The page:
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Thursday , April 22 2021

Fish dying: KISR

The Environment Affairs Department of Kuwait Municipality, in collaboration with the Hygiene and Road Usage Department at Hawally and Capital municipalities, recently embarked on a a beach-cleaning campaign for students of both genders at Anjefah and Al-Salam beaches. The campaigners removed 55 bags of litters, plastic materials and dead fish.

KUWAIT CITY, April 26: While Kuwait Institute of Scientific Research (KISR) issued a warning concerning the sharp deterioration of fish stock in the Kuwaiti regional waters and gradual extinction of some types of fish, the wave of dead fish on Kuwaiti coasts continued on Wednesday, reports Al-Seyassah daily.

The concerned authorities have been playing the blame game in this regard, with each distancing itself from taking responsibility for the pollution in the regional waters. The Environment Public Authority (EPA) blames Ministry of Public Works, Ministry of Electricity and Water, Ministry of Interior, Public Authority for Agricultural Affairs and Fish Resources (PAAAFR), and fishermen for the pollution of regional waters especially Kuwaiti Bay.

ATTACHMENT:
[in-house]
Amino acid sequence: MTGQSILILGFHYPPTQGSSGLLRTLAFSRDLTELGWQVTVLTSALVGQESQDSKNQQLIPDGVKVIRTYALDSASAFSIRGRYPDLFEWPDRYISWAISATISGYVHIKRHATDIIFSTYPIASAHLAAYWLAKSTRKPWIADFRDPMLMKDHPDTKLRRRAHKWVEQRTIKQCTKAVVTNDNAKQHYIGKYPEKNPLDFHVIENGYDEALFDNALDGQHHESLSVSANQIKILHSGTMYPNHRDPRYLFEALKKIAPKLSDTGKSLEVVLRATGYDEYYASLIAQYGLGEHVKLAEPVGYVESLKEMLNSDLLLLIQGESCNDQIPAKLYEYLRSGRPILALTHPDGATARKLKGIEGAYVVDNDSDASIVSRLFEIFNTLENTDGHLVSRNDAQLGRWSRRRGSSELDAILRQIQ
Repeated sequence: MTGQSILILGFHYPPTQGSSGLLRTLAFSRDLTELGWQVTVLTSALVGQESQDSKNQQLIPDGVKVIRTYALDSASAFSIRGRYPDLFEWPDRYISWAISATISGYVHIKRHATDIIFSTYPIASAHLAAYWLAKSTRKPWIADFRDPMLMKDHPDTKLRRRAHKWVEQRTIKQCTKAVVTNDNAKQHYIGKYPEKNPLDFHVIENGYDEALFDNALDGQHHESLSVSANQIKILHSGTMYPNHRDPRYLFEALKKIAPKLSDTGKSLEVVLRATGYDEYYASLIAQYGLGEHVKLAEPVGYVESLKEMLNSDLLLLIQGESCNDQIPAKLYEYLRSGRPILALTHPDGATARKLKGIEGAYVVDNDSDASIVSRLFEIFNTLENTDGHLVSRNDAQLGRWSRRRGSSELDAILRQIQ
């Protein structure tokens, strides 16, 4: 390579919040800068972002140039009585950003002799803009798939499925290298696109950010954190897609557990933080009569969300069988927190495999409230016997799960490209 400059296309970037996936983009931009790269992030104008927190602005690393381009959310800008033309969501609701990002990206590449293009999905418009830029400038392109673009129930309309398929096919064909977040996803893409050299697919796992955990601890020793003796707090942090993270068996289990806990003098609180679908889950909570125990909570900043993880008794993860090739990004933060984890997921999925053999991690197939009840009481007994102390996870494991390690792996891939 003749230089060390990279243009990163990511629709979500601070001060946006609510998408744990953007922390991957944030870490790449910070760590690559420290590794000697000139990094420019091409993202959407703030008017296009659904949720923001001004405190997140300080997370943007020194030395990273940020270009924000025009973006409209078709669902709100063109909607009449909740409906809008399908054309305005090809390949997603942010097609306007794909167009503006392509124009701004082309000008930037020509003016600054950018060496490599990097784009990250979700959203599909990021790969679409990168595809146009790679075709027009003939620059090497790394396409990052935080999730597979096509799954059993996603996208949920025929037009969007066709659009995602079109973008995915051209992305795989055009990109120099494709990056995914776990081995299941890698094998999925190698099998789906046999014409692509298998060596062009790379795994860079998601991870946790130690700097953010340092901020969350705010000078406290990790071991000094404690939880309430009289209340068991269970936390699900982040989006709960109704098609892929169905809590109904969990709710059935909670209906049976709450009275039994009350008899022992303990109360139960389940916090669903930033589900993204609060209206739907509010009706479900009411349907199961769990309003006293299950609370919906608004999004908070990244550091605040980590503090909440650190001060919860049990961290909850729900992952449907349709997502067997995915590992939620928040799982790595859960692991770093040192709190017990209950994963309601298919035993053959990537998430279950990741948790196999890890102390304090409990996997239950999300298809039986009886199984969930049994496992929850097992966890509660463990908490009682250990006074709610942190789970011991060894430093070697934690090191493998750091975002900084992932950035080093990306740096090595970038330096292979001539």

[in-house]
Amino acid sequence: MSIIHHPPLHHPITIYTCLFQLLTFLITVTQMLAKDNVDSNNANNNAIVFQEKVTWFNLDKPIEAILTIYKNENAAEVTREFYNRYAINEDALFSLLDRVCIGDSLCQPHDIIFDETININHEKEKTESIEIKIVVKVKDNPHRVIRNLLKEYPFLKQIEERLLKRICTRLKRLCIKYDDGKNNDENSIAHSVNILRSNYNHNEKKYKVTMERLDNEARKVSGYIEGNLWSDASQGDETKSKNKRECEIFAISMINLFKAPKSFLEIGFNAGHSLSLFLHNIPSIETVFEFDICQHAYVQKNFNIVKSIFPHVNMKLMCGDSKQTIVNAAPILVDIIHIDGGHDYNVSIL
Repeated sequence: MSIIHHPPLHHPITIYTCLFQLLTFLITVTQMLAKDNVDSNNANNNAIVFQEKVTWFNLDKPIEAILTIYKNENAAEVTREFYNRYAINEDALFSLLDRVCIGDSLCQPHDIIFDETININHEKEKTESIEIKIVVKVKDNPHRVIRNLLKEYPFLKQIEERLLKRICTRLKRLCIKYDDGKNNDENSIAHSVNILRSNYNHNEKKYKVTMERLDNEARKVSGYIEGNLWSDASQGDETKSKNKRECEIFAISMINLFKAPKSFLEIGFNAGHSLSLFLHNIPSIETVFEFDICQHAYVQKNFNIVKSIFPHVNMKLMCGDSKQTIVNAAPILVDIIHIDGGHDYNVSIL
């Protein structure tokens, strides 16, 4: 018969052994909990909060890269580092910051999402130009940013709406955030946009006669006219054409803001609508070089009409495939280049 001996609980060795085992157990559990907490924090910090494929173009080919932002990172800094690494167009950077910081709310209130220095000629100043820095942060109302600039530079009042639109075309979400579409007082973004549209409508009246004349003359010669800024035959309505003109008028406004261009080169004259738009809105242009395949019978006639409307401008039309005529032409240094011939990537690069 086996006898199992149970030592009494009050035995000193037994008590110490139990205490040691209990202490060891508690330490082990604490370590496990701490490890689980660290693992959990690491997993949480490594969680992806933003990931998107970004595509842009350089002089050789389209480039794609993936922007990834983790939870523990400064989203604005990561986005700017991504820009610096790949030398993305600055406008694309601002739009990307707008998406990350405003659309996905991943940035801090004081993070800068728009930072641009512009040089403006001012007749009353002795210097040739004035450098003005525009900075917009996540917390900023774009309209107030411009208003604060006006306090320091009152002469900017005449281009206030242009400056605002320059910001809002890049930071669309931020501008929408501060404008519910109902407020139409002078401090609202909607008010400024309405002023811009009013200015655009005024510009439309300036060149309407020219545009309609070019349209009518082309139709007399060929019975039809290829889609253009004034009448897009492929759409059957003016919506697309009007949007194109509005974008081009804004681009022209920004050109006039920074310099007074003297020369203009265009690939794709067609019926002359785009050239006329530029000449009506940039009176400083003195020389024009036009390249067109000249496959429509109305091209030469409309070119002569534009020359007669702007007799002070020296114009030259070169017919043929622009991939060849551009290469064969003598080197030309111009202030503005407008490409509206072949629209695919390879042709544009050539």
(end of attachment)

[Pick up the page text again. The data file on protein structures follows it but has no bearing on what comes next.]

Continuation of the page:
EPA explained that the survey conducted by its monitoring and regulatory teams on all coasts of the country particularly the Kuwaiti Bay in the past few days identified illegal influx of violations on the marine environment.

This is an extension of earlier records that showed violations causing pollution which has been negatively affecting the quality and different components of the marine environment. The findings of the survey clearly showed pollutants emanating from drainage systems which are under the authority and supervision of Ministry of Public Works. It also noted increased rate of pollutants from the distillation plants affiliated to Ministry of Electricity and Water. Increased fishing activities in the Kuwaiti Bay was also observed; this represents non-compliance with the law related to fishing activities issued by PAAAFR and Ministry of Interior which have been failing in controlling the activities of fishermen.

Meanwhile, reports and statistics show a sharp drop in the number of popular fish such as Zubaidi by 95 percent. While the annual production of Zubaidi was 1,100 tons in 1995, it has dropped to 120 tons in 2014. The same can be said for Sabour, which has dropped by the same margin from about 1000 tones in 1995 to just 150 tons in 2014.

By Jaber Al-Hamoud Al-Seyassah Staff and Agencies

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